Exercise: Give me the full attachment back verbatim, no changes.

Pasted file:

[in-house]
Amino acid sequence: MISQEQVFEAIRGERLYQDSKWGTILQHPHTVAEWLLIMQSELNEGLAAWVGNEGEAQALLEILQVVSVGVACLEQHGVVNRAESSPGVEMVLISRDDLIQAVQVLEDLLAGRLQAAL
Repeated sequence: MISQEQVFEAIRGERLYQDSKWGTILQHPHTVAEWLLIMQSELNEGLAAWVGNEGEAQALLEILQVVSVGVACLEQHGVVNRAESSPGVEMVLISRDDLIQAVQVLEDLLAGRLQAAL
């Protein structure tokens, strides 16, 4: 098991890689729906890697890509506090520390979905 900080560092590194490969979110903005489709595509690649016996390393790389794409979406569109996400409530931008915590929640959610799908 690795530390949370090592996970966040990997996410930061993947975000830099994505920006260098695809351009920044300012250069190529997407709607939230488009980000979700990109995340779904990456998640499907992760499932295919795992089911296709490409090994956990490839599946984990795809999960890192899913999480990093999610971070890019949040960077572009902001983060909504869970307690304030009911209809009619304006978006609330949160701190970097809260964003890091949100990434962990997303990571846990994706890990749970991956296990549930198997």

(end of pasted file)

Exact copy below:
[in-house]
Amino acid sequence: MISQEQVFEAIRGERLYQDSKWGTILQHPHTVAEWLLIMQSELNEGLAAWVGNEGEAQALLEILQVVSVGVACLEQHGVVNRAESSPGVEMVLISRDDLIQAVQVLEDLLAGRLQAAL
Repeated sequence: MISQEQVFEAIRGERLYQDSKWGTILQHPHTVAEWLLIMQSELNEGLAAWVGNEGEAQALLEILQVVSVGVACLEQHGVVNRAESSPGVEMVLISRDDLIQAVQVLEDLLAGRLQAAL
């Protein structure tokens, strides 16, 4: 098991890689729906890697890509506090520390979905 900080560092590194490969979110903005489709595509690649016996390393790389794409979406569109996400409530931008915590929640959610799908 690795530390949370090592996970966040990997996410930061993947975000830099994505920006260098695809351009920044300012250069190529997407709607939230488009980000979700990109995340779904990456998640499907992760499932295919795992089911296709490409090994956990490839599946984990795809999960890192899913999480990093999610971070890019949040960077572009902001983060909504869970307690304030009911209809009619304006978006609330949160701190970097809260964003890091949100990434962990997303990571846990994706890990749970991956296990549930198997």